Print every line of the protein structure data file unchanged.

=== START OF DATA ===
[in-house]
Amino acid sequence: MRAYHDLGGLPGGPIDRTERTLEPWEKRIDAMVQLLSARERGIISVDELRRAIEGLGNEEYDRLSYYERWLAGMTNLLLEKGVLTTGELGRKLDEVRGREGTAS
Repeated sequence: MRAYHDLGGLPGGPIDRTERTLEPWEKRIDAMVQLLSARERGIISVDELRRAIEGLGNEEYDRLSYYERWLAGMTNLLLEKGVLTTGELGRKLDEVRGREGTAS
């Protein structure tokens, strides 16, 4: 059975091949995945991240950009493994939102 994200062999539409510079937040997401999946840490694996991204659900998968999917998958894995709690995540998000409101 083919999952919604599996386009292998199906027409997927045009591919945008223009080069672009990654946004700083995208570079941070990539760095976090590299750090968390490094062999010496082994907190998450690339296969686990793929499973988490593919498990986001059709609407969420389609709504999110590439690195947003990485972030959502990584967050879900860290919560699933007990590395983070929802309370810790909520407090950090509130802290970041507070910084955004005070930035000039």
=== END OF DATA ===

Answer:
[in-house]
Amino acid sequence: MRAYHDLGGLPGGPIDRTERTLEPWEKRIDAMVQLLSARERGIISVDELRRAIEGLGNEEYDRLSYYERWLAGMTNLLLEKGVLTTGELGRKLDEVRGREGTAS
Repeated sequence: MRAYHDLGGLPGGPIDRTERTLEPWEKRIDAMVQLLSARERGIISVDELRRAIEGLGNEEYDRLSYYERWLAGMTNLLLEKGVLTTGELGRKLDEVRGREGTAS
């Protein structure tokens, strides 16, 4: 059975091949995945991240950009493994939102 994200062999539409510079937040997401999946840490694996991204659900998968999917998958894995709690995540998000409101 083919999952919604599996386009292998199906027409997927045009591919945008223009080069672009990654946004700083995208570079941070990539760095976090590299750090968390490094062999010496082994907190998450690339296969686990793929499973988490593919498990986001059709609407969420389609709504999110590439690195947003990485972030959502990584967050879900860290919560699933007990590395983070929802309370810790909520407090950090509130802290970041507070910084955004005070930035000039």